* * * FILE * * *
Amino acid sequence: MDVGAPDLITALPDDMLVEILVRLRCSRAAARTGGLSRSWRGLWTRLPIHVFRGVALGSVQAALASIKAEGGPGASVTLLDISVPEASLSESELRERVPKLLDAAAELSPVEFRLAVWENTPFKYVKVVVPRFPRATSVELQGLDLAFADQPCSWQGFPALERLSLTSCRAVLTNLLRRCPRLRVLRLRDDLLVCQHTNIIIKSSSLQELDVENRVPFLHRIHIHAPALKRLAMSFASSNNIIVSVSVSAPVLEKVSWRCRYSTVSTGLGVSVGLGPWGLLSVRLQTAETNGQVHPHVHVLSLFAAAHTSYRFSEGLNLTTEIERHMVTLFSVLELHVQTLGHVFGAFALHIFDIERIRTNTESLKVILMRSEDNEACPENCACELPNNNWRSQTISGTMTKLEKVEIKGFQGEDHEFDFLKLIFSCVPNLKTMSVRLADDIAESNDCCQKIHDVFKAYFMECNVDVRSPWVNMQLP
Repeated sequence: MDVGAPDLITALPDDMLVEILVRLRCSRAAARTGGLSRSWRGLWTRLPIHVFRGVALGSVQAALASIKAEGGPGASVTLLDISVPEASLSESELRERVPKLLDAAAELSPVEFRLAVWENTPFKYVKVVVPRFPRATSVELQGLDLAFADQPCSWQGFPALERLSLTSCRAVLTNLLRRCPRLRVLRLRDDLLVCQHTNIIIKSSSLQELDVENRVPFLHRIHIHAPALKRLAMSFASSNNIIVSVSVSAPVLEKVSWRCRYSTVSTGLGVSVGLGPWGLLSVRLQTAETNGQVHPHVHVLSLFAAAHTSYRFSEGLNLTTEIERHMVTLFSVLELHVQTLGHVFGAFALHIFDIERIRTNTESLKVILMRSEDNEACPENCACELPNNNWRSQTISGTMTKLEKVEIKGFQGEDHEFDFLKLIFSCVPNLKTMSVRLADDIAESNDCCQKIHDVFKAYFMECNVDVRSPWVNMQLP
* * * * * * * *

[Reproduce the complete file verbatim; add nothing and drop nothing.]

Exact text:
Amino acid sequence: MDVGAPDLITALPDDMLVEILVRLRCSRAAARTGGLSRSWRGLWTRLPIHVFRGVALGSVQAALASIKAEGGPGASVTLLDISVPEASLSESELRERVPKLLDAAAELSPVEFRLAVWENTPFKYVKVVVPRFPRATSVELQGLDLAFADQPCSWQGFPALERLSLTSCRAVLTNLLRRCPRLRVLRLRDDLLVCQHTNIIIKSSSLQELDVENRVPFLHRIHIHAPALKRLAMSFASSNNIIVSVSVSAPVLEKVSWRCRYSTVSTGLGVSVGLGPWGLLSVRLQTAETNGQVHPHVHVLSLFAAAHTSYRFSEGLNLTTEIERHMVTLFSVLELHVQTLGHVFGAFALHIFDIERIRTNTESLKVILMRSEDNEACPENCACELPNNNWRSQTISGTMTKLEKVEIKGFQGEDHEFDFLKLIFSCVPNLKTMSVRLADDIAESNDCCQKIHDVFKAYFMECNVDVRSPWVNMQLP
Repeated sequence: MDVGAPDLITALPDDMLVEILVRLRCSRAAARTGGLSRSWRGLWTRLPIHVFRGVALGSVQAALASIKAEGGPGASVTLLDISVPEASLSESELRERVPKLLDAAAELSPVEFRLAVWENTPFKYVKVVVPRFPRATSVELQGLDLAFADQPCSWQGFPALERLSLTSCRAVLTNLLRRCPRLRVLRLRDDLLVCQHTNIIIKSSSLQELDVENRVPFLHRIHIHAPALKRLAMSFASSNNIIVSVSVSAPVLEKVSWRCRYSTVSTGLGVSVGLGPWGLLSVRLQTAETNGQVHPHVHVLSLFAAAHTSYRFSEGLNLTTEIERHMVTLFSVLELHVQTLGHVFGAFALHIFDIERIRTNTESLKVILMRSEDNEACPENCACELPNNNWRSQTISGTMTKLEKVEIKGFQGEDHEFDFLKLIFSCVPNLKTMSVRLADDIAESNDCCQKIHDVFKAYFMECNVDVRSPWVNMQLP